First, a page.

During the fourth quarter of 2018, Cortellis Competitive Intelligence registered 1,073 new deals (excluding mergers & acquisitions) with a total disclosed deal value of $46.1 billion as part of its ongoing coverage of licensing activity in the life sciences sector. The totals represented a 7.4% increase from 994 and a 41.4% increase from $27 billion in the third quarter of 2018 and a 21.5% decrease from 1,304 and a 34.4% increase from $30.2 billion in the same quarter of the previous year. 2018 saw the highest ever Q4 total deal value over the past nine years, helped predominantly by Janssen’s $3.75 billion approach for Arrowhead Pharma’s phase II ribonucleic acid interference agent for hepatitis B virus infection.
High-value deals worth $500M or more
We tracked 29 high-value new licensing deals worth in excess of $500 million during the fourth quarter of 2019 with the top 20 shown below (Figure 1). Many of these deals were milestone heavy and focused on preclinical or discovery stage assets, while cancer was the predominant indication.
Figure 1: Janssen-Arrowhead paced the top deals by disclosed deal size. Source: Cortellis Competitive Intelligence
Three key licensing deals
Janssen expanded its presence in the gene therapy space as it drew in Arrowhead’s expertise in defective gene silencing drug discovery (Figure 3). Janssen takes on phase II candidate ARO-HBV, a subcutaneous treatment based on Arrowhead’s targeted ribonucleic acid interference molecule technology, which suppresses the genes responsible for the hepatitis B virus. The company also has an option for three additional targets in exchange for an upfront $175 million, equity investment of $75 million, up to $3.5 billion in milestones (up to $1.6 billion for ARO-HBV and up to $1.9 billion for the three additional targets) plus royalties.
Another RNAi technology was at the heart of Eli Lilly’s partnership with Dicerna as the former hopes to capitalize on the GalXC platform in silencing expression of disease-driving genes in cardio-metabolic disease, neurodegeneration and pain (Figure 4). The platform consists of a Dicer enzyme that cleaves the problematic gene and allows insertion of the silencing RNA strand. The parties would work on discovering up to 10 targets with Dicerna set to receive an upfront $100 million, up to approximately $350 million per target in milestones, $5 million when the first non-hepatocyte target achieves proof of principle, plus royalties. Eli Lilly would also take an equity stake of 5,414,185 shares in Dicerna valued at $100 million.
Swedish Orphan acquired rights to commercialize AstraZeneca’s Synagis (palivizumab) and also to participate in 50% of future earnings of MEDI-8897 (nirsevimab) in a 50% profit and loss arrangement, both for respiratory syncytial virus infection (RSV) in infants in the U.S. (Figure 5). Synagis is an RSV F protein inhibitor antibody widely available as a prophylaxis for RSV in infants, while MEDI-8897 is also an RSV inhibitor in phase II for RSV in infants. AstraZeneca would receive $1 billion in cash, $590 million in stock (8.1%), $20 million in cash per year for three years for MEDI-8897, up to $470 million in sales milestones for Synagis from 2026, $175 million for BLA submission for MEDI-8897, $110 million for MEDI-8897, profit and development milestones and further payments for MEDI-8897 from 2023.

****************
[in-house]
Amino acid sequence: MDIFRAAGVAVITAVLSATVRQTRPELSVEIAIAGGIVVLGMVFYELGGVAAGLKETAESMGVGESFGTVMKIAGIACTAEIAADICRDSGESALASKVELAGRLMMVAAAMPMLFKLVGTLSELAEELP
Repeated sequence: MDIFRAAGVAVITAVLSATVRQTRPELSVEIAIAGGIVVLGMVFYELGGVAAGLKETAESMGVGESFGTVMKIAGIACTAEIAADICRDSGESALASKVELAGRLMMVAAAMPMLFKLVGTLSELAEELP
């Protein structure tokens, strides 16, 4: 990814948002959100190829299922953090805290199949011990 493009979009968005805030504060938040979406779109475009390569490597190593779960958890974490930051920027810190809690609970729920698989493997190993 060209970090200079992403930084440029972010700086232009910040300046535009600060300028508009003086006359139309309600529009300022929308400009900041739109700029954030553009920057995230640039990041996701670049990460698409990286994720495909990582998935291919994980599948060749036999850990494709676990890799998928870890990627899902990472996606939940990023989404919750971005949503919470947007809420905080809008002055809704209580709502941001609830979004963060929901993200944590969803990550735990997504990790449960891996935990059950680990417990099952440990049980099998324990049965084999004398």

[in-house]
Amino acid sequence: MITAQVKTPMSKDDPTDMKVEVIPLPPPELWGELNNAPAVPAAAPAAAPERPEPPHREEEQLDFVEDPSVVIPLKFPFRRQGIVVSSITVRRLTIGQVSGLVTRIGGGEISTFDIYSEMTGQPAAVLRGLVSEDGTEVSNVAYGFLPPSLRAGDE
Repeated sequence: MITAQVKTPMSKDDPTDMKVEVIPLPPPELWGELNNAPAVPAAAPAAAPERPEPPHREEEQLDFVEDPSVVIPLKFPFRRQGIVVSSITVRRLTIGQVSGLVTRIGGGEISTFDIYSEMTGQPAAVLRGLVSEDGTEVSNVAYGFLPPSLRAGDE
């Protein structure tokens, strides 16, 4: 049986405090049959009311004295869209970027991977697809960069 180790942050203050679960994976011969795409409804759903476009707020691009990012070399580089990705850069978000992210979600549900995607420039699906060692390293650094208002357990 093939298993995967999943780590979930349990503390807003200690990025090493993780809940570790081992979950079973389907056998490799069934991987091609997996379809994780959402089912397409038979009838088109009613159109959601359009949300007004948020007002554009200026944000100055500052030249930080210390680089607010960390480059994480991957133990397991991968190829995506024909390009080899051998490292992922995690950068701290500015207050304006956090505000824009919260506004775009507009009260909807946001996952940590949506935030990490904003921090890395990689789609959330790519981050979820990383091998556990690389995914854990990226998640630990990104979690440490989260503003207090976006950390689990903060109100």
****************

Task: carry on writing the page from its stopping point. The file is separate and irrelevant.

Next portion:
Companies based in Asia-Pacific continued to show real growth in terms of partnering volume and dollar value. Companies headquartered in China tallied the highest number of deals with 67, closely followed by Japan with 61 and Australia with 51 (Figure 2). However, it was South Korea that disclosed the more valuable deals with 19 reporting a total of $4.8 billion compared to $2.9 billion in China and $1.1 billion in Japan, while India showed strong presence across its 10 deals with $980 million.
Figure 2: Across Asia Pacific in Q4, China-based companies engaged in the highest number of licensing deals, while those in South Korea tallied the highest value. Source: Cortellis Competitive Intelligence
Many of the top deals involving APAC-based companies focused on cancer indications, with gastrointestinal and bone diseases also present, all mainly early-mid clinical stage, while partnerships tended to be cross-continental reaching out to North America and Europe.
Editor’s Note: All data contributing to this analysis was sourced from Cortellis Competitive Intelligence from Clarivate Analytics.
The author’s full Q4 analysis, including details on key milestones, options and terminations, prolific dealmakers, a deeper look at the Asia-Pacific region plus an early update on Q1 2019 biopharma licensing, is available here: clarivate.com/products/cortellis/cortellis-competitive-intelligence/.
Please see, also, the Cortellis 2018 Biopharma Deals & Portfolio Review, our comprehensive look at the year in dealmaking. Our analysts dig into the strategies behind last year’s biggest deals and key portfolio decisions, with a focus on key companies, therapeutic areas and regions.